Trade unions representing workers at Ireland’s national energy supplier ESB have reached a sell-out agreement with management to avert strike action.
A strike was scheduled for December 16 to protest the company’s attack on pensions.
The dispute arose over a €1.6 billion deficit in the pension scheme and the company’s decision to change from a defined benefit to a defined contributions pension. After an overwhelming vote of 87.5 percent for strike action, the ESB Group of Unions, led by Unite, submitted notice of a strike on November 29.
The union leadership never had any intention of conducting a strike. Despite the overwhelming vote for action, they waited four days before announcing their intentions and then a further week before formally registering the strike notice. In the meantime, they pursued talks with the company before turning to the Labour Relations Commission, under whose auspices the final agreement was brokered. They withdrew the strike notice less than 24 hours after the deal was concluded, even though differences remain between management and the unions’ interpretation of the deal.
In its statement, the Group of Unions declared, “The workers in ESB, their representatives and the wider trade union movement have drawn a line in the sand in relation to this unprovoked attack on their terms and conditions of employment.”
If that is the case, then the line of the trade unions is that all of management’s demands will be granted. As the ESB put it, the deal ensured that “The resolution of this issue protects the financial strength of ESB—there will be no additional liabilities on ESB’s balance sheet.”
Although formally the defined benefits system is to be maintained for accounting purposes, this is virtually meaningless, as nothing was agreed on how deficits arising in the fund are to be met. The deal merely noted that the parties would sit down and talk about how such deficits would be filled.
An indication of how this will be achieved comes from the last agreement in 2010. The unions accepted cuts to benefits, increased pension contributions by workers and a pay freeze to meet the shortfall, which at that time stood at €2 billion.
The general secretary of the ESB Group of Unions, Brendan Ogle, confirmed that the union would continue with such an approach. He told national broadcaster RTE, “The pension scheme is a defined scheme and any future problems will be resolved in the traditional manner.”
The talks took place under massive pressure from the government and the entire ruling elite, who stepped up their attacks in the media and in parliament over the past two weeks. Workers were denounced for holding the country to ransom, for being privileged and overpaid, and for endangering the supposed economic “recovery.” Ogle received death threats as the talks were ongoing.
Employers’ organisations urged the government to legislate to ban the strike. Some went further and urged a law to ban future strikes in areas deemed essential to the country. This call was backed by Labour’s education minister, Ruairi Quinn.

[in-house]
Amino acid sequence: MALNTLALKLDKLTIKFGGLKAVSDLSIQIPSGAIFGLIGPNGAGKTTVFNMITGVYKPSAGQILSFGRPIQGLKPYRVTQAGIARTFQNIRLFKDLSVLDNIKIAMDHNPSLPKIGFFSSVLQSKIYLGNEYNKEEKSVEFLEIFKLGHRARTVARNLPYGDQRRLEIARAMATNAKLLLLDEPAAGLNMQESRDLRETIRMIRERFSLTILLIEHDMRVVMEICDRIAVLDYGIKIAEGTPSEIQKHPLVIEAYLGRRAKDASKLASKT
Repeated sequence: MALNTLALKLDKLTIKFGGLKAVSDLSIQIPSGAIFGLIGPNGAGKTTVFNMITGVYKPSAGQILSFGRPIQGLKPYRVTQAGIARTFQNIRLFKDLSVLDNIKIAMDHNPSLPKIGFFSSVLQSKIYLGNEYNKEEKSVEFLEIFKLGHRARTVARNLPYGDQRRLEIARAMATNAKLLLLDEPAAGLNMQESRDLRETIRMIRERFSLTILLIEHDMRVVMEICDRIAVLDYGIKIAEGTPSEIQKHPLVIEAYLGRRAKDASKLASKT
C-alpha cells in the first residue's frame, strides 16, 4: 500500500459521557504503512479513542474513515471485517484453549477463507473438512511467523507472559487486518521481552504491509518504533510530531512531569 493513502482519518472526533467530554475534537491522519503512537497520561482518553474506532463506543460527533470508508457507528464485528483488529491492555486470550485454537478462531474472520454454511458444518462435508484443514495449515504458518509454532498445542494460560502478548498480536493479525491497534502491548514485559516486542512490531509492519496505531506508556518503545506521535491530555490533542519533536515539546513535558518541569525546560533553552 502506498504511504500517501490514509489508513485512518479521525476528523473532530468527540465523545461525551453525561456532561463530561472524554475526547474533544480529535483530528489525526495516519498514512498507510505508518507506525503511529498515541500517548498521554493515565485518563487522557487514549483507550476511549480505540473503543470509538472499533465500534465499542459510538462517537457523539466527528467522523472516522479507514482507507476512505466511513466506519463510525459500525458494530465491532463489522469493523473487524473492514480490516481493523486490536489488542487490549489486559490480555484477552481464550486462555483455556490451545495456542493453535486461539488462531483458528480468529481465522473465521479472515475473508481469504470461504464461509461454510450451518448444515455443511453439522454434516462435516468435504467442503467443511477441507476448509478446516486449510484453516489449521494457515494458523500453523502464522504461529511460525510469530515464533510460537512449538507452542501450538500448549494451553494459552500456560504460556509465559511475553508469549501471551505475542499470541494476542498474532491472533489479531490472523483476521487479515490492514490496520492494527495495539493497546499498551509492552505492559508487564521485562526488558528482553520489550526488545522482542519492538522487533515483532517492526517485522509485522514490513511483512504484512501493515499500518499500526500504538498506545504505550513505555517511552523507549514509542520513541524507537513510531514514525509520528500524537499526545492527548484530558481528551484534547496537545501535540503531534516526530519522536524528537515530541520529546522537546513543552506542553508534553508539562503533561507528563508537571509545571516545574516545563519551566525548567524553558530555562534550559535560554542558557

Speaking in parliament last week, Quinn issued a veiled threat that the government would not hesitate to intervene directly if the strike went ahead. “The government has at its disposal an array of instruments, an array of institutions that can be mobilised at the appropriate time,” he declared.
The Irish Independent article raised the need for the government to make fundamental changes to the energy sector, complaining that ESB’s stronghold on the economy, unique in western Europe, means that we already have some of the most expensive electricity prices anywhere” and blaming “the extraordinarily generous salaries paid to ESB workers.”
In a separate article, it proclaimed, “In a democracy, the draconian way—such as banning strikes—can sometimes be the moral way.”
Major multinationals weighed in, threatening the government that any disruption of power to their Irish operations would have serious consequences.
The unions quickly shut the dispute down without a fight. There were reports that the Irish Congress of Trade Unions (ICTU) had intervened to avert an open conflict with the government.
The sell-out will only embolden the ruling class to act more aggressively in the assault on workers’ pensions. The Irish ruling circles are being encouraged by events internationally, such as the declaration of bankruptcy of Detroit in the United States, which opens the way for the elimination of pension provision by the city.
On Saturday, a day before the deal was struck, more than 2,000 retail workers at Marks & Spencer stores went on strike in protest at the company’s move to close its defined benefit pension scheme. Three further days of action are planned before Christmas.
At national airline Aer Lingus, members of the SIPTU union are to be balloted on strike action in a dispute over pensions. But SIPTU has refused to announce any strike until the New Year, for fear of damaging the company’s busy schedule over the Christmas period.
Alongside the widespread attacks on company pensions, things are even worse for those workers relying on the state pension for their retirement. It has been systematically raided during Ireland’s bailout to pay for the speculative activities of the bankrupt financial institutions and fund tax breaks and other subsidies to big business. The state pension age is to rise to 67, and figures suggest that the chronic underfunding will result in a shortfall of hundreds of billions of euros by 2040.